Rotarians play key role in Pakistan’s strategy to end polio
Islamic community leaders and Rotarians in Quetta, Balochistan, Pakistan, administer the polio vaccine to children during National Immunization Days (NIDs) in May. Photo courtesy of Mohammad Hanif Khilji
R otarians are in the forefront of the drive to implement Pakistan’s National Emergency Action Plan for Polio Eradication 2011. The government launched the plan in January, in response to a sharp increase in polio cases in the country in 2010.
Turning the tide against the disease in Pakistan is pivotal to the success of the Global Polio Eradication Initiative . Pakistan was the only one of the world’s four polio-endemic countries -- the others are Afghanistan, India, and Nigeria -- to see an increase in cases last year: 144 compared with 89 in 2009.
Rotarians assigned by the Pakistan PolioPlus Committee are mobilizing Rotary clubs to provide support in the country’s four provinces. Rotarians are helping to immunize children against polio and to raise public awareness of the disease.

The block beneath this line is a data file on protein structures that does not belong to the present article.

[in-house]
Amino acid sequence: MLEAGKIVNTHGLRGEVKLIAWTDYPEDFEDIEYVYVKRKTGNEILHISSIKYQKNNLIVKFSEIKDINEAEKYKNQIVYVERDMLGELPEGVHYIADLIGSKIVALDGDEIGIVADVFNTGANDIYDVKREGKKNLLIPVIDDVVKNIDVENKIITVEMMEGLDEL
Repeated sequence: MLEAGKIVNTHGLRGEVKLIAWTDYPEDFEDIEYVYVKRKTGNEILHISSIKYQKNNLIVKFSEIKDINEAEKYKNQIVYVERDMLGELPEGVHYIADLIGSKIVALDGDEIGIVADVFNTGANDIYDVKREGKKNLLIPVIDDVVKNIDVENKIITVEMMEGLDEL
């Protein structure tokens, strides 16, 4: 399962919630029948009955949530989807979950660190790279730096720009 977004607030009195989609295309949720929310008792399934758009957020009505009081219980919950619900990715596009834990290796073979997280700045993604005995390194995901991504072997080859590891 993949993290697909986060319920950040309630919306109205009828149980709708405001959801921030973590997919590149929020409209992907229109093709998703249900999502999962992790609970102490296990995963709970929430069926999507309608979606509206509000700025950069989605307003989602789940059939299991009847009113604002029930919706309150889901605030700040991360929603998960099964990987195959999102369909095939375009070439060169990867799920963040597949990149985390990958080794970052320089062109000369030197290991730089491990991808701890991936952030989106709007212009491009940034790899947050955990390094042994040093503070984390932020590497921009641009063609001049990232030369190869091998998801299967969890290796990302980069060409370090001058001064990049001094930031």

Club members are working “to cover every nook and corner of the country,” says Aziz Memon, chair of the committee. “We are committed to a polio-free Pakistan.”
Rotarians are also advocating for polio eradication among officials at all levels of government, as well as religious leaders and others.
"Aziz Memon is a participant in meetings with the president, regional governors, and health advisers,” said Bill Gates at the 2011 RI Convention in May. “Rotary’s in the room when decisions are made in Pakistan.” Gates is cochair of the Bill & Melinda Gates Foundation, which has awarded US$355 million in challenge grants to Rotary for polio eradication efforts.
Learn more about Rotary's effort to eradicate polio:
Read more about polio and what you can do to help.
Watch a video "The Last Hurdle" about Rotary's work to eradicate polio